The European Union (EU) has inaugurated the transitional phase of the world’s first Carbon Border Adjustment Mechanism (CBAM) as of October 1, 2023, marking a crucial milestone in the global fight against climate change. The CBAM stands as one of the central pillars of the EU’s comprehensive Fit for 55 Agenda and is developed as a tool to prevent carbon leakage.
Overview of CBAM
- CBAM starts its initial phase on 1 October 2023.
- It first applies to specific high-carbon imports like cement, steel, aluminium, fertilisers, electricity, and hydrogen to prevent carbon leakage.
- When fully operational, it will regulate over 50% of emissions in sectors covered by the Emission Trading System (ETS).
- The initial phase is a learning period, allowing stakeholders to refine emissions methodology and report greenhouse gas emissions without making financial adjustments.
- Several sectors will include indirect emissions after the transitional period, using a set methodology from the Implementing Regulation, published on 17 August 2023.
- Importers have multiple reporting options until 1 January 2025, after which only the EU method is permissible.
- The Commission will provide tools and guidance to assist importers in reporting.
- Importers’ first reports, covering the last quarter of 2023, are due by January 2024.
- The full CBAM system begins on 1 January 2026; importers will declare yearly imports and their emissions, acquiring corresponding CBAM certificates, whose prices are linked to EU ETS allowances.
- Concurrently, from 2026-2034, free allocation under EU ETS will be phased out as CBAM is phased in.
- CBAM’s functionality and scope will be reviewed during its initial phase, potentially including more goods under its purview by 2030.
Source: EU Taxation and Customs Union – “Carbon Border Adjustment Mechanism”
Objective and Scope:
The objective of CBAM is to equalise the price of carbon between domestic products and imports to ensure that the EU’s climate policies are not undermined by production relocating to countries with less ambitious environmental standards or by the influx of more carbon-intensive imports. In this transitional phase, CBAM applies to imports of specific commodities, namely cement, iron and steel, aluminium, fertilisers, electricity, and hydrogen.
“The EU needs the Carbon Border Adjustment Mechanism to achieve its ambitious emission reduction targets and achieve climate neutrality by 2050. The CBAM will tackle the risk of carbon leakage in a non-discriminatory way and in full compliance with WTO rules. The EU will be leading by example and encouraging global industry to embrace greener and more sustainable technologies. On a practical level, the CBAM will contribute to the wider discussion about greater use of carbon pricing globally: another good way to fight climate change,” said Valdis Dombrovskis, Executive Vice-President for an Economy that Works for People.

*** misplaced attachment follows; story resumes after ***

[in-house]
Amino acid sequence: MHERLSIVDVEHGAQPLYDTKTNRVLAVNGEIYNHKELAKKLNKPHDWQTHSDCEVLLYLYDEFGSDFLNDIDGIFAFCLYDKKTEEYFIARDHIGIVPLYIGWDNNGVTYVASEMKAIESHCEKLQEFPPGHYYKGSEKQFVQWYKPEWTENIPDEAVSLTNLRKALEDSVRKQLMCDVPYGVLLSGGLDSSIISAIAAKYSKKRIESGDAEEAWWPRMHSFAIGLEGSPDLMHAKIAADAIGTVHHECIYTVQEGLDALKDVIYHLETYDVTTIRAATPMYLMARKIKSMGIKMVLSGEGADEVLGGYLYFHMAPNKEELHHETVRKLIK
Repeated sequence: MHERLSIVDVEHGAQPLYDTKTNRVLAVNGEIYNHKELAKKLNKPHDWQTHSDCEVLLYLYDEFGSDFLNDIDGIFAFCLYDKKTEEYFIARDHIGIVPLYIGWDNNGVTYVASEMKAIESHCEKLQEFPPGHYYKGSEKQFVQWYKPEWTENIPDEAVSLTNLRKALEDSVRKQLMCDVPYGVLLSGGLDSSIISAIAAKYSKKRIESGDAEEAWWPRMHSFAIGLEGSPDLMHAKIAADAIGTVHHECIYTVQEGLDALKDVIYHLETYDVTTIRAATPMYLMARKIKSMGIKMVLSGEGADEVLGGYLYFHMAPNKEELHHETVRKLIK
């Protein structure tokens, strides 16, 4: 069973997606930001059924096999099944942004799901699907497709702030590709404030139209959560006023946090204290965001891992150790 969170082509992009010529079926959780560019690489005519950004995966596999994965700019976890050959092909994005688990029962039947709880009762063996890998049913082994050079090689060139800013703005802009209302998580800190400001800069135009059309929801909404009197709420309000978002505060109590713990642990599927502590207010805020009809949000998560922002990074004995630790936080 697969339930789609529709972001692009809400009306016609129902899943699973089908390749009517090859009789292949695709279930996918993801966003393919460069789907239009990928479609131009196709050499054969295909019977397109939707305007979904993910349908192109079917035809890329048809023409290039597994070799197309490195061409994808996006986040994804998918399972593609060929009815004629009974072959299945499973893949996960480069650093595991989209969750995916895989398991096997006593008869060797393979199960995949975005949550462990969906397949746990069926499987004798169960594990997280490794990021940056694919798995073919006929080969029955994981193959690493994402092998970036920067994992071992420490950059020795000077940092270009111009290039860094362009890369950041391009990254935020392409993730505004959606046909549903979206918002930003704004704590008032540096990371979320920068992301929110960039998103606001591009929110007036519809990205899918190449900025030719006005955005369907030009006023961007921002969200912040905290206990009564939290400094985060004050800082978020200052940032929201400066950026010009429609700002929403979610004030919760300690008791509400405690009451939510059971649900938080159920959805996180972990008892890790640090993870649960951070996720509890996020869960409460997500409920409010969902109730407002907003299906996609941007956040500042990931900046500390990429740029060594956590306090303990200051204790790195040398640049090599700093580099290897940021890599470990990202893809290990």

Transitional Phase Insights:
The transitional phase, spanning until 2026, serves as a learning period for stakeholders, including importers, producers, and authorities. It will allow the EU importers of designated goods to acclimate to the new system, wherein they are mandated to report on the volume of their imports and the greenhouse gas (GHG) emissions associated with their production. However, any financial adjustments or payments based on emissions are not required during this period. The first report, covering data for the fourth quarter of 2023, is due by January 31, 2024.
The European Commission will use this phase to garner crucial information on embedded emissions, refining the methodology for the definitive phase starting in 2026. Post-2026, importers will be required to purchase and surrender “CBAM certificates” corresponding to the GHGs embedded in the imported CBAM goods.
Supportive Measures and Review Mechanisms:
To facilitate the implementation, the European Commission is launching a new CBAM transitional registry and providing detailed written guidance, training materials, webinars, sector-specific factsheets, and checklists to support businesses. Regular reviews of the CBAM’s functioning and product scope during the transitional phase will be conducted before the definitive period.
Global Implications and Compliance:
The CBAM is deemed to be a WTO-compatible measure, designed to encourage industries worldwide to adopt more sustainable and greener technologies. It is positioned not as a means of trade protection but as a mechanism to protect the EU’s climate ambition and avert carbon leakage to countries with lower environmental standards. Executive Vice-President Valdis Dombrovskis highlighted the role of CBAM in achieving the EU’s emission reduction targets and its contribution to the wider dialogue about the utilization of global carbon pricing as a mechanism to combat climate change.
According to European Economy Commissioner Paolo Gentiloni, “CBAM is not about trade protection. It is about protecting the EU’s climate ambition – and seeking to raise the level of climate ambition worldwide.”
The initiation of the transitional phase of CBAM by the EU is a significant step in globally harmonizing carbon pricing and incentivizing the adoption of greener technologies. It reflects the EU’s pioneering stance on carbon pricing and its commitment to achieving climate neutrality by 2050. While the measure might induce discussions among trading partners, it exemplifies the EU’s strategic approach to enhancing global climate ambition and mitigating the risks of carbon leakage in alignment with international trade norms.